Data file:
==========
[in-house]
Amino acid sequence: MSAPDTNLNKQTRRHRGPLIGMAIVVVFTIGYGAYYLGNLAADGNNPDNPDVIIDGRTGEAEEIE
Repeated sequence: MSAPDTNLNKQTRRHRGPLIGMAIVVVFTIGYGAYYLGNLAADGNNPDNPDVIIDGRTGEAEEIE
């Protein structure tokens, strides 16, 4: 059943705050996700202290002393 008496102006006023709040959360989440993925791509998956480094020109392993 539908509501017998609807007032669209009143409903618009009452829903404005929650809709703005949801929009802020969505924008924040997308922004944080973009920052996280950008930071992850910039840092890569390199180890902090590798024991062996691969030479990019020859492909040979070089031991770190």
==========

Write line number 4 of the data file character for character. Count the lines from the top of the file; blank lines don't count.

């Protein structure tokens, strides 16, 4: 059943705050996700202290002393 008496102006006023709040959360989440993925791509998956480094020109392993 539908509501017998609807007032669209009143409903618009009452829903404005929650809709703005949801929009802020969505924008924040997308922004944080973009920052996280950008930071992850910039840092890569390199180890902090590798024991062996691969030479990019020859492909040979070089031991770190």